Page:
Here’s a photo of me in costume: It was the scariest thing I could think of–Terrifying, isn’t it?
The (Toledo) Blade’s editorial board ought to save itself some effort and costly print-space and nix any formal editorial endorsement of a mayoral candidate. Their choice is already as clear as last Sunday’s sky–they’ve already endorsed their candidate in their news coverage.
Yesterday, The Blade demonized Bell for admitting he was taking a break the very day after his election work ends. Today, above the fold, in large type, we learn that WIlkowski has twice the financial backing of Bell. Both aggrandize Wilkowski and make Bell look like a bad bet.
Both stories are just stories, you say? Just reporting the facts?
Well, that is true, to a point. But let’s consider how the rhetorical choices of a writer/publisher manipulate audience sensibilities.
WHERE something appears on the printed page conveys its level of importance. Both stories had important placement—the first appeared on the front page of the front section. The second was posted at the most prominent slot on the Second News section.
WHAT appears first in a news story is obviously the most significant item in that story, as determined by the reporter, in this case, Tom Troy, who attended a neighborhood meeting at which Toledo Mayoral candidates Keith Wilkowski and Michael Bell took questions.
Troy centered the significance of the story on just one of Bell’s answers.When a member of the United North community group asked the mayoral hopefuls if they would be available to attend their meeting the day following the election, the former fire chief honestly answered that he had planned to take a brief and much-needed vacation after campaigning closed.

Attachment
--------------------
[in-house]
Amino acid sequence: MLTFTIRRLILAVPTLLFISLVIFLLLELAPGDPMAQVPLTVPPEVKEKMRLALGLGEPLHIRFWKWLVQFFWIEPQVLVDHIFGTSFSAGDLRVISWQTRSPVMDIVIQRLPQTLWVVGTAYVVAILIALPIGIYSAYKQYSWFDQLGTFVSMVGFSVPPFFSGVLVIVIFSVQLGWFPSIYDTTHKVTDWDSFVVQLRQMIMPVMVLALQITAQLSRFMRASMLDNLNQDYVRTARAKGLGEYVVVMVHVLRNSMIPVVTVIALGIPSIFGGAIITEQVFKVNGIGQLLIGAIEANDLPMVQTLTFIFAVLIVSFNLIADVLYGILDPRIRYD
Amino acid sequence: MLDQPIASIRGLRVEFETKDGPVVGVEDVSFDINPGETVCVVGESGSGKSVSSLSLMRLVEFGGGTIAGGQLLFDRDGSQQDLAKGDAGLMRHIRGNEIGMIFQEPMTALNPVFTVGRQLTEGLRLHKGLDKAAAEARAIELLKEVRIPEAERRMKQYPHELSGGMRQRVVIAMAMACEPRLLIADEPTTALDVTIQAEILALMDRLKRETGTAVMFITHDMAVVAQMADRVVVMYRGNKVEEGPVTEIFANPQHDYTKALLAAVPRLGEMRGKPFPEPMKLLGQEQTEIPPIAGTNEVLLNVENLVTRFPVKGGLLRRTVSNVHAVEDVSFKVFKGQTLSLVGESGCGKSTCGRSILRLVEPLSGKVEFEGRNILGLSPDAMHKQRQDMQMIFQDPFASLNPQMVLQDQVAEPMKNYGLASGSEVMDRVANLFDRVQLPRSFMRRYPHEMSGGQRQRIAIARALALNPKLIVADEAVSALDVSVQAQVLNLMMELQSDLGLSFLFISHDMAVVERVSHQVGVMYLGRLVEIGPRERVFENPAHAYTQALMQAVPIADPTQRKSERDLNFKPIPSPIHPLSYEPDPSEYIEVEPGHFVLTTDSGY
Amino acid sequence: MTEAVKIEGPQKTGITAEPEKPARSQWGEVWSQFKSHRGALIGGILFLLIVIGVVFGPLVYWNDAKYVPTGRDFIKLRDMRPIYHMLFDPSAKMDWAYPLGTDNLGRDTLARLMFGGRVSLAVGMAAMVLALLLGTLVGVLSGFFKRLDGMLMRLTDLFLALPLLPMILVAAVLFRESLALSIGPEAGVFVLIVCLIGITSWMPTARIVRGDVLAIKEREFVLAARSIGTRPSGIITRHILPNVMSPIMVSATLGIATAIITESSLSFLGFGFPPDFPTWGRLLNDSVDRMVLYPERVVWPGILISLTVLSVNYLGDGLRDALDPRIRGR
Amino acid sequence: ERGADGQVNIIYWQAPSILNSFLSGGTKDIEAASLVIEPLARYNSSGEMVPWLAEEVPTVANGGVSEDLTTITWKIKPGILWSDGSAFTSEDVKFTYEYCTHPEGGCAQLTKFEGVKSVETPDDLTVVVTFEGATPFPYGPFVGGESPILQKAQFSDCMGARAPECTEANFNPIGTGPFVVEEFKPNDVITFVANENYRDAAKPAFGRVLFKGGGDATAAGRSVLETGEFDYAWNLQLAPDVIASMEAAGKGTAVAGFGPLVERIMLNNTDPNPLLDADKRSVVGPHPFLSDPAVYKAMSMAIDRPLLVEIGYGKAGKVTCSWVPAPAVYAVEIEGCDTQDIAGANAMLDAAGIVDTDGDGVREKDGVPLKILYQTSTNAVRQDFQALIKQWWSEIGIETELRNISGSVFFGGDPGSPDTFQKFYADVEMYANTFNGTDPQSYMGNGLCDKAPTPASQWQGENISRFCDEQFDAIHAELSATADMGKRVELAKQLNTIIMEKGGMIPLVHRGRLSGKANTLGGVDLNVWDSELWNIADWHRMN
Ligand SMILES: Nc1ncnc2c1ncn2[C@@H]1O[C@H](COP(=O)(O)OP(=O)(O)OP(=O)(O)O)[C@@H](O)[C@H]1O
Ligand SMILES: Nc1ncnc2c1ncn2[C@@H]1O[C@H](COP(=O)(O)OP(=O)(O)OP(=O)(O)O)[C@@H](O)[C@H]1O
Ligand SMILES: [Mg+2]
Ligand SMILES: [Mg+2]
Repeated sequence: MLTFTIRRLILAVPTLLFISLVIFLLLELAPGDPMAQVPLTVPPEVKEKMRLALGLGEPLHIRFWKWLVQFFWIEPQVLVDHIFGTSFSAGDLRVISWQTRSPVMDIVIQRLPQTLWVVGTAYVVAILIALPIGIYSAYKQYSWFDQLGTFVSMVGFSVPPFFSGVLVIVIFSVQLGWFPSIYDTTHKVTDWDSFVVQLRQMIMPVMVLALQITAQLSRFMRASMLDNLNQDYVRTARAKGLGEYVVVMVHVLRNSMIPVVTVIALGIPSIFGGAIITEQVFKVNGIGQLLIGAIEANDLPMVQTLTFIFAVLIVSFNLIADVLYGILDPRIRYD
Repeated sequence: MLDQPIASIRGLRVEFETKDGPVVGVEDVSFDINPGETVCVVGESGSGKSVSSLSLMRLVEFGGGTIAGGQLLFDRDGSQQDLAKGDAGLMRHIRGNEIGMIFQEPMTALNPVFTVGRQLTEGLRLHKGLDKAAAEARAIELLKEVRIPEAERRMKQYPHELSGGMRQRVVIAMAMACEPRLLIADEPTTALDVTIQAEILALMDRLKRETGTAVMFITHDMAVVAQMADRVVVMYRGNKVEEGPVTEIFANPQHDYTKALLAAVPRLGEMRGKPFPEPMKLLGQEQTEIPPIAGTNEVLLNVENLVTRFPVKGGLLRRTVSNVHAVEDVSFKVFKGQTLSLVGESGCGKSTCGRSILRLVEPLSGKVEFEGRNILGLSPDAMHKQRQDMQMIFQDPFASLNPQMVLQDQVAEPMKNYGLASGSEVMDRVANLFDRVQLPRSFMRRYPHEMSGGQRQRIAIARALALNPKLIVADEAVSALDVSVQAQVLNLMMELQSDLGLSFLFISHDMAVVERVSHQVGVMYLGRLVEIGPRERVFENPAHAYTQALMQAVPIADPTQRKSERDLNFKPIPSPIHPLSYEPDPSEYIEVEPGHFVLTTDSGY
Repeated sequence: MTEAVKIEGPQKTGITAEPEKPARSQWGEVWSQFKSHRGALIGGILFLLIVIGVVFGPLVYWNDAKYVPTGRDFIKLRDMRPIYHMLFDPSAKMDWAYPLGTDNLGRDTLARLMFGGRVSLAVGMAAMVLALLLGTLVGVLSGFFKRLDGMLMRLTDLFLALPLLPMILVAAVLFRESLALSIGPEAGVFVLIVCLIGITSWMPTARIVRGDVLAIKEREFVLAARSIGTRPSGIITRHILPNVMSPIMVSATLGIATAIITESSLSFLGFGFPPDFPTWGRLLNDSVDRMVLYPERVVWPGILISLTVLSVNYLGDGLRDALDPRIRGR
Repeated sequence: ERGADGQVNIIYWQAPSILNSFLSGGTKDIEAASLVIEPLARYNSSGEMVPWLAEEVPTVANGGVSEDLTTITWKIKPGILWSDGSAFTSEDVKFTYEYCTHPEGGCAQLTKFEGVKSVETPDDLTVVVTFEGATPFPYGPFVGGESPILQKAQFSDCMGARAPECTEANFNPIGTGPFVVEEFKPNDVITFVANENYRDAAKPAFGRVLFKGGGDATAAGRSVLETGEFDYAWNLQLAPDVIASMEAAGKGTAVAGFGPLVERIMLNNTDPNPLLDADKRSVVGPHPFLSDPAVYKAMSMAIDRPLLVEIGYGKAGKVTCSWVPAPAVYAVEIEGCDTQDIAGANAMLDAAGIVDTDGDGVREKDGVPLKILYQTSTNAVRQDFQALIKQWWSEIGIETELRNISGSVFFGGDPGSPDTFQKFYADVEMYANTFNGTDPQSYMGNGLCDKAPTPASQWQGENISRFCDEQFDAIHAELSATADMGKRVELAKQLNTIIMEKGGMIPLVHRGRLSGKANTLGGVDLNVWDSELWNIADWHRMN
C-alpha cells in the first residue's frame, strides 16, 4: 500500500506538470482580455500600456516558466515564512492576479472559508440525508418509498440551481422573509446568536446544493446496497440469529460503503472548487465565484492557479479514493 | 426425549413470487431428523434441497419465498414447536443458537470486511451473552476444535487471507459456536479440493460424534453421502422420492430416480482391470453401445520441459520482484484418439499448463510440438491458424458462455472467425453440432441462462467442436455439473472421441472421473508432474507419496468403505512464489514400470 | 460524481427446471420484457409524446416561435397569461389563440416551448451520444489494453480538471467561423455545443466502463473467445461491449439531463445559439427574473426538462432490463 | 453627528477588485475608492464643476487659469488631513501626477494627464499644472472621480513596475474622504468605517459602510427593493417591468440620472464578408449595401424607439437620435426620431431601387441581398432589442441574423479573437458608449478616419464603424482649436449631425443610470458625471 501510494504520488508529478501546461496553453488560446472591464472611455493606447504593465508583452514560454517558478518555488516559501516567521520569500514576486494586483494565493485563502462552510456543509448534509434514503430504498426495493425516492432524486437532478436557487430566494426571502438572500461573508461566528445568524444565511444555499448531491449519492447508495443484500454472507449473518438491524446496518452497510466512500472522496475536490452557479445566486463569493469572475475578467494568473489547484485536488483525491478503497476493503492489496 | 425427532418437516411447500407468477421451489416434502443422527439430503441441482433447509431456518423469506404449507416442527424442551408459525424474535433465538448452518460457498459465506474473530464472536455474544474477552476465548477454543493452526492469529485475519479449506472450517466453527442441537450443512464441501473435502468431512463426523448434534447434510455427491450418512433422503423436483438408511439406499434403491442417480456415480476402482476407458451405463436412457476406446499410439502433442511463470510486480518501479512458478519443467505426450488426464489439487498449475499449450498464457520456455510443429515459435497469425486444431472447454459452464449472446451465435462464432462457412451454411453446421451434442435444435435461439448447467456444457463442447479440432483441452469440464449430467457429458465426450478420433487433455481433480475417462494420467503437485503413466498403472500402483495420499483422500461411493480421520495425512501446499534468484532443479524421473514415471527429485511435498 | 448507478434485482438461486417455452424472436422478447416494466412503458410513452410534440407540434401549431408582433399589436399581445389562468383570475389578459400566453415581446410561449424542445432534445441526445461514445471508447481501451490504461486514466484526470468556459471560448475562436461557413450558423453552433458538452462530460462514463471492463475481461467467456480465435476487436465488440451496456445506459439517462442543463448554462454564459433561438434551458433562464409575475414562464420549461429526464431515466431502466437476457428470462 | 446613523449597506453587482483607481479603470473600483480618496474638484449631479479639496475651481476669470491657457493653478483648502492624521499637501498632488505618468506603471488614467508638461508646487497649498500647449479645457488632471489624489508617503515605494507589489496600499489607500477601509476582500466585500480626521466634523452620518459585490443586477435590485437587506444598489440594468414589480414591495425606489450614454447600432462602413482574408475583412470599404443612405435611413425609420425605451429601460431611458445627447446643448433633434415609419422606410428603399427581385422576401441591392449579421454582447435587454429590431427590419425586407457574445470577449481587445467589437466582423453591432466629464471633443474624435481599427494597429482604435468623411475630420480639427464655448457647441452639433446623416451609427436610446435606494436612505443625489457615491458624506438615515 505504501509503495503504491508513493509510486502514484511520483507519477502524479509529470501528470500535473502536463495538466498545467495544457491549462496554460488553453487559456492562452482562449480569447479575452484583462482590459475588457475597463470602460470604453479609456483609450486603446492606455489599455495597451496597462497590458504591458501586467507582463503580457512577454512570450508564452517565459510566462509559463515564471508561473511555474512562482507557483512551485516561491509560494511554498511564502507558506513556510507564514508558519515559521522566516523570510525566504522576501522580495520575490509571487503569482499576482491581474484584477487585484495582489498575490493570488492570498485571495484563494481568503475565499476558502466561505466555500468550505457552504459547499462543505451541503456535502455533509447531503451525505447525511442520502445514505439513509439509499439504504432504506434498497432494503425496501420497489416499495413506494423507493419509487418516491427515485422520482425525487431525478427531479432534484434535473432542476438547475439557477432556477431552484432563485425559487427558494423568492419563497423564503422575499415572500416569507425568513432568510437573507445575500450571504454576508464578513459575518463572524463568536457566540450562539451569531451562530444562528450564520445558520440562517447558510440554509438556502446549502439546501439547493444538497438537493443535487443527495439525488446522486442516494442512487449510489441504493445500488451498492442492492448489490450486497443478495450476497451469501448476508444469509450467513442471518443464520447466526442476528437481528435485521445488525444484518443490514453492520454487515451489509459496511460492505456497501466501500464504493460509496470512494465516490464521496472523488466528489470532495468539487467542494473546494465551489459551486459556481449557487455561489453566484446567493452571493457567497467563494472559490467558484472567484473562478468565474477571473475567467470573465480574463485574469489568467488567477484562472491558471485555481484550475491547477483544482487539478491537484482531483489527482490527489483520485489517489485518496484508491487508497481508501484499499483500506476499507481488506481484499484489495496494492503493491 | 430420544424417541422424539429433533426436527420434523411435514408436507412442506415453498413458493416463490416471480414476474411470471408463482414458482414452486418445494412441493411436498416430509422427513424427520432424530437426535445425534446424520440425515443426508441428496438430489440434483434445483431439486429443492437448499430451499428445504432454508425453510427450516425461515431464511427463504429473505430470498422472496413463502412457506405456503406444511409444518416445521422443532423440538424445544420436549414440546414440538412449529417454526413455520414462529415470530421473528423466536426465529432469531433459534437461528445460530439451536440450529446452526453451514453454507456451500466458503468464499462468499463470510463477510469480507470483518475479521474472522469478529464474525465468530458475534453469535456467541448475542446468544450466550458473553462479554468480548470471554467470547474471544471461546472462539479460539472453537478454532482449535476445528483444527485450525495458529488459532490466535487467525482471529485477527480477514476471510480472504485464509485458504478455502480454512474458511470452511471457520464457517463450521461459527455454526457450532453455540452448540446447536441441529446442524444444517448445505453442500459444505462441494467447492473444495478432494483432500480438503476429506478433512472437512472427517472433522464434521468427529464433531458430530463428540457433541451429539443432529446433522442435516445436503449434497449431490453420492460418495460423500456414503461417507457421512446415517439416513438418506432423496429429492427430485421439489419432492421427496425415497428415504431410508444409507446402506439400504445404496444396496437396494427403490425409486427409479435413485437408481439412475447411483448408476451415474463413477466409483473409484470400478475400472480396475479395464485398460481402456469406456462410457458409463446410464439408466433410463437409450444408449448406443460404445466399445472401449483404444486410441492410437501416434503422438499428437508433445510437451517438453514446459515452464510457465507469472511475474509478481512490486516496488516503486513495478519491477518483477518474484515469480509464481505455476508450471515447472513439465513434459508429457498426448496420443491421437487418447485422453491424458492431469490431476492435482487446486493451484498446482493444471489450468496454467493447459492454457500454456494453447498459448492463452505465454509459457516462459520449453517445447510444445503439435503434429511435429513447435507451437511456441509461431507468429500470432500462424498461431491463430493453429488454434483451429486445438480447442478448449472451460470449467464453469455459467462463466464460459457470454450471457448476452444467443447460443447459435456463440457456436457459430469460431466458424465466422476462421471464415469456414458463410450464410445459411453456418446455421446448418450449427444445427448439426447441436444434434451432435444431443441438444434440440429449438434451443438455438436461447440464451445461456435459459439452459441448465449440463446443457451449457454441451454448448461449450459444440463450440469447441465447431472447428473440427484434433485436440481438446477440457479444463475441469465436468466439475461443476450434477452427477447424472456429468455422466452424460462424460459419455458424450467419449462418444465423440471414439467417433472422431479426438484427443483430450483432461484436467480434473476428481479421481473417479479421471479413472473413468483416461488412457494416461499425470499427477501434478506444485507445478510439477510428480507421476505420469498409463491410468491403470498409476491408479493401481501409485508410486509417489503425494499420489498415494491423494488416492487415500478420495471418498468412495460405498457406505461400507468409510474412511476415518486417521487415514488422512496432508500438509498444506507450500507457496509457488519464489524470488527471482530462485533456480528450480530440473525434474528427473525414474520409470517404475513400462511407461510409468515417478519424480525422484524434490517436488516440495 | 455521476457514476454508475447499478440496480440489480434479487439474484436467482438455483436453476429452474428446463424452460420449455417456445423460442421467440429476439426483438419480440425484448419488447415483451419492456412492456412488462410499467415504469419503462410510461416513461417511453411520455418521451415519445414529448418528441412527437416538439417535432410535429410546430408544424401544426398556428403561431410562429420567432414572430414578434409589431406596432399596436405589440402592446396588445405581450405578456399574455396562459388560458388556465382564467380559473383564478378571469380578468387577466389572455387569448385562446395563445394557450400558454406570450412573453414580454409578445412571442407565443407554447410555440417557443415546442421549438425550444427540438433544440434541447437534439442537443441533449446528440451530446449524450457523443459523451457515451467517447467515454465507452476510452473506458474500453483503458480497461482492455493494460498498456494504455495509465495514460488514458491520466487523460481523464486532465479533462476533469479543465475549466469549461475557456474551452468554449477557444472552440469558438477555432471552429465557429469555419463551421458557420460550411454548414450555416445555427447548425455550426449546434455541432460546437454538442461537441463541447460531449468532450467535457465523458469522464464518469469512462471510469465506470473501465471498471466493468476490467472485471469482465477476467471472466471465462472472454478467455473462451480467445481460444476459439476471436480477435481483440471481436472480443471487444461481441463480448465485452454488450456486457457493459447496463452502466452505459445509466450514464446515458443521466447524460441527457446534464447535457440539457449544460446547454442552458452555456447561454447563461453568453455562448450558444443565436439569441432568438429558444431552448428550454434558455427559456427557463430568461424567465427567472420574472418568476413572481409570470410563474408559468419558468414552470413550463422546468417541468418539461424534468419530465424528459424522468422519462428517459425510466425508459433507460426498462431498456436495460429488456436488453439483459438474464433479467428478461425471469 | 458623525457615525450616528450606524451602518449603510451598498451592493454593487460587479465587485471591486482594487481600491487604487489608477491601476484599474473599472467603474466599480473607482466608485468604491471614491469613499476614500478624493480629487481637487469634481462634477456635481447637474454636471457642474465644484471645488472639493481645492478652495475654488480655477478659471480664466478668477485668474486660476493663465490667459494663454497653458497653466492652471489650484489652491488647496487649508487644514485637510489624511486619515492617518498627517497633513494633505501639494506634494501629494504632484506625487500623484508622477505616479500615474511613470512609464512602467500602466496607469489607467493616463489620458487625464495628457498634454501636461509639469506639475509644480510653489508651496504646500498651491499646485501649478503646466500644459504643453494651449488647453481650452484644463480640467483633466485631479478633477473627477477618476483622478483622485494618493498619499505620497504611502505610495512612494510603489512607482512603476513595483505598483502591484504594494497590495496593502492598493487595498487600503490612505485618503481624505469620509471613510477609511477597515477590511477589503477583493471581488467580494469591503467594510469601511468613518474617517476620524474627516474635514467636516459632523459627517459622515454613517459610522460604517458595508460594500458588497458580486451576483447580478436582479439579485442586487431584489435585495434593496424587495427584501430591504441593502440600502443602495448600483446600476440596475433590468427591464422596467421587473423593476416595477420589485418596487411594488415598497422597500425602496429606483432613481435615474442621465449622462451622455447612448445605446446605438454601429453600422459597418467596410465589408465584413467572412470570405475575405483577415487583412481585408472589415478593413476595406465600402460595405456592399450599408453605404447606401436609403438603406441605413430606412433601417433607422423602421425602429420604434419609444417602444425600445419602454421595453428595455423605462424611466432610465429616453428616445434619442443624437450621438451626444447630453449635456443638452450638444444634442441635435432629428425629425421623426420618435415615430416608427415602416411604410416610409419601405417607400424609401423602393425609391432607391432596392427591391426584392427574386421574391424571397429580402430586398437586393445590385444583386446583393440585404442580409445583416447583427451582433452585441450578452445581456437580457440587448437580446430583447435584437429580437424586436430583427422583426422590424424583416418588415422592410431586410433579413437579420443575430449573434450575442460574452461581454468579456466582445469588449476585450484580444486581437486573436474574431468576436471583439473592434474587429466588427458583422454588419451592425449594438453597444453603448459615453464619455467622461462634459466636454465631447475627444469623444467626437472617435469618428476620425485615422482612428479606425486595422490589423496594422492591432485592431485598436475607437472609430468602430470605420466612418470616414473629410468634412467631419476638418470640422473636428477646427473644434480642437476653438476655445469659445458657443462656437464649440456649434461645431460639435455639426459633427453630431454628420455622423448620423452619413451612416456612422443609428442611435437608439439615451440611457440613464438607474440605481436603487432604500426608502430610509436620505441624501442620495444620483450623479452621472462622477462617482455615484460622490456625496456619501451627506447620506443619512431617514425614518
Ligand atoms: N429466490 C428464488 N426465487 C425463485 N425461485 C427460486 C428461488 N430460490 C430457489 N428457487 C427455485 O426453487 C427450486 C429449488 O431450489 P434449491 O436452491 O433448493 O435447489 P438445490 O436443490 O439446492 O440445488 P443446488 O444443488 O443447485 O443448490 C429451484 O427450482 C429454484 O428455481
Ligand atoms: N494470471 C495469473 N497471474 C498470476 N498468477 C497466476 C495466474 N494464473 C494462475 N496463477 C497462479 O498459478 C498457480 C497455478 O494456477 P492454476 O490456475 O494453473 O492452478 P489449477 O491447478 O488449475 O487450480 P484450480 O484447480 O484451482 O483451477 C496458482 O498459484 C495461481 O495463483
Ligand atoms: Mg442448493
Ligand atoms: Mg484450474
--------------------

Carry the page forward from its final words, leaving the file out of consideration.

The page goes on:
HOW MUCH space a writer devotes to a topic also conveys its importance to the audience of readers:
Despite the fact that he cited the exhaustive nature of stumping, The Blade devoted 40 paragraphs to the story, gleaning Wilkowski’s expertise: “I don’t think this is a time for vacations. I think this is the time to go to work,” he said.
I’ll admit, maybe this was a boring Q&A, and the scrap over vacation time was the only interesting tidbit of news. Even if this were true, it doesn’t deserve 40 paragraphs and a photo—the same coverage as the top news story covering the sentencing of a trio of Toledoans in a national terror plot.
When we read just about anything, we are being manipulated by the writer—that is, if they are a skllled writer. In this case, the writer tells us that it is significant that Bell wants a vacation, and he lets Bell’s opponent tell us WHY it is significant. In fairness, Troy does ask Bell to clarify, and Bell does, but the majority of the story is devoted to the idea that taking a break is a weakness.
A large headline above the paper’s fold telling us that Wilkowski is garnering much more monetary support than Bell, makes a claim of importance, and at the same time, serves to send the readership a message that more people are behind Wilkowski than Bell..maybe you should be, too? And if you aren’t already, you might want to abandon ship.
Bell supporters, of course, won’t be swayed by coverage like this anymore than Wilkowski supporters would by unfair coverage of their candidate. It is the undecided and those who entrust the local newspaper to guide them in their choices that will be more likely affected by the Blade’s characterizations of Bell as a slacker with half the support of his opponant.
And these are the voters that worry me.